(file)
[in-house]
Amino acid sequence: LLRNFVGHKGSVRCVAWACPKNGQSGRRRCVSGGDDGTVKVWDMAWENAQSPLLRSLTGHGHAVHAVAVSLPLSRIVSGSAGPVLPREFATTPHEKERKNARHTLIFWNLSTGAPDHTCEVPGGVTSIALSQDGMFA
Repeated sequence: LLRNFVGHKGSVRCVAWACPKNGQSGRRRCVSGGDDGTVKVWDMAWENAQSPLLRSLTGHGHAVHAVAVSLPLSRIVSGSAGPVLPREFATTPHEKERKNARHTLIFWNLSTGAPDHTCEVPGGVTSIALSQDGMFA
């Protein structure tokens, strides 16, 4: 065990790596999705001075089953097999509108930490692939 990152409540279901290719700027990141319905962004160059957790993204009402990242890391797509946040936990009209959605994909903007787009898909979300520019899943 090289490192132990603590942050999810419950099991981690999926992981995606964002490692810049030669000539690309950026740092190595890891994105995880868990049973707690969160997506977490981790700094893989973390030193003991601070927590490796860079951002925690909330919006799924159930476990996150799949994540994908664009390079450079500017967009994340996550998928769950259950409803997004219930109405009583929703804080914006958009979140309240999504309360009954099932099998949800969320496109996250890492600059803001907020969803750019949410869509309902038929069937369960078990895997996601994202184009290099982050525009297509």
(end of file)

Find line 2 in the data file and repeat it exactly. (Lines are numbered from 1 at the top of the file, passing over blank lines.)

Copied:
Amino acid sequence: LLRNFVGHKGSVRCVAWACPKNGQSGRRRCVSGGDDGTVKVWDMAWENAQSPLLRSLTGHGHAVHAVAVSLPLSRIVSGSAGPVLPREFATTPHEKERKNARHTLIFWNLSTGAPDHTCEVPGGVTSIALSQDGMFA